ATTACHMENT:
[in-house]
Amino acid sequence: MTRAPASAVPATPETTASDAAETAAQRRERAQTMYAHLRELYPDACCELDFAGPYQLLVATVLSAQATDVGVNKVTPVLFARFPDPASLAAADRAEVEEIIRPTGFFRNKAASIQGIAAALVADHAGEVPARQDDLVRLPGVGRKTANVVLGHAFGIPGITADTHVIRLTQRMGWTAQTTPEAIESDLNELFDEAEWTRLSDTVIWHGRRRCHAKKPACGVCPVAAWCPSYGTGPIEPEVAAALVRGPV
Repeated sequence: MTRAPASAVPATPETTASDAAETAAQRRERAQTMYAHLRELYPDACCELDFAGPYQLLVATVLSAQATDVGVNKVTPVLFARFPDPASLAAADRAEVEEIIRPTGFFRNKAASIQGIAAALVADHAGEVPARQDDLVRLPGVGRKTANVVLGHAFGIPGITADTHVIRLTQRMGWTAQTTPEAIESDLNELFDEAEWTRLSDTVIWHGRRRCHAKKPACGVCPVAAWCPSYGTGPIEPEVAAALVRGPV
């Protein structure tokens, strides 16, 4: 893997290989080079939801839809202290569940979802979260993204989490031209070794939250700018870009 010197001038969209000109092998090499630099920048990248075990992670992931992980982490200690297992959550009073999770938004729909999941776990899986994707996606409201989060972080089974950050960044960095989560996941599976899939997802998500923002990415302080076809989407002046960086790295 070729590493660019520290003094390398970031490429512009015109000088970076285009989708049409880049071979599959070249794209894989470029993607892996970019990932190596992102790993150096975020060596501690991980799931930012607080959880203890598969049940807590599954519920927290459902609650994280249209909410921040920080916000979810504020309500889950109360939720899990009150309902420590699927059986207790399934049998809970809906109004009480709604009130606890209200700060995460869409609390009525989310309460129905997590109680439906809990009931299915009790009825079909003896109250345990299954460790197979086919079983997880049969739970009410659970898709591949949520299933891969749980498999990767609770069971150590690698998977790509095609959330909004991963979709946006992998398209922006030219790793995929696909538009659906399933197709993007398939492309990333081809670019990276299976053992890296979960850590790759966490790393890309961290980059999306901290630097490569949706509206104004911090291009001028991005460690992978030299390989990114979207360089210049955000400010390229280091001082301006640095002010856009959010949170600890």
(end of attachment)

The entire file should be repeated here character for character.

[in-house]
Amino acid sequence: MTRAPASAVPATPETTASDAAETAAQRRERAQTMYAHLRELYPDACCELDFAGPYQLLVATVLSAQATDVGVNKVTPVLFARFPDPASLAAADRAEVEEIIRPTGFFRNKAASIQGIAAALVADHAGEVPARQDDLVRLPGVGRKTANVVLGHAFGIPGITADTHVIRLTQRMGWTAQTTPEAIESDLNELFDEAEWTRLSDTVIWHGRRRCHAKKPACGVCPVAAWCPSYGTGPIEPEVAAALVRGPV
Repeated sequence: MTRAPASAVPATPETTASDAAETAAQRRERAQTMYAHLRELYPDACCELDFAGPYQLLVATVLSAQATDVGVNKVTPVLFARFPDPASLAAADRAEVEEIIRPTGFFRNKAASIQGIAAALVADHAGEVPARQDDLVRLPGVGRKTANVVLGHAFGIPGITADTHVIRLTQRMGWTAQTTPEAIESDLNELFDEAEWTRLSDTVIWHGRRRCHAKKPACGVCPVAAWCPSYGTGPIEPEVAAALVRGPV
């Protein structure tokens, strides 16, 4: 893997290989080079939801839809202290569940979802979260993204989490031209070794939250700018870009 010197001038969209000109092998090499630099920048990248075990992670992931992980982490200690297992959550009073999770938004729909999941776990899986994707996606409201989060972080089974950050960044960095989560996941599976899939997802998500923002990415302080076809989407002046960086790295 070729590493660019520290003094390398970031490429512009015109000088970076285009989708049409880049071979599959070249794209894989470029993607892996970019990932190596992102790993150096975020060596501690991980799931930012607080959880203890598969049940807590599954519920927290459902609650994280249209909410921040920080916000979810504020309500889950109360939720899990009150309902420590699927059986207790399934049998809970809906109004009480709604009130606890209200700060995460869409609390009525989310309460129905997590109680439906809990009931299915009790009825079909003896109250345990299954460790197979086919079983997880049969739970009410659970898709591949949520299933891969749980498999990767609770069971150590690698998977790509095609959330909004991963979709946006992998398209922006030219790793995929696909538009659906399933197709993007398939492309990333081809670019990276299976053992890296979960850590790759966490790393890309961290980059999306901290630097490569949706509206104004911090291009001028991005460690992978030299390989990114979207360089210049955000400010390229280091001082301006640095002010856009959010949170600890």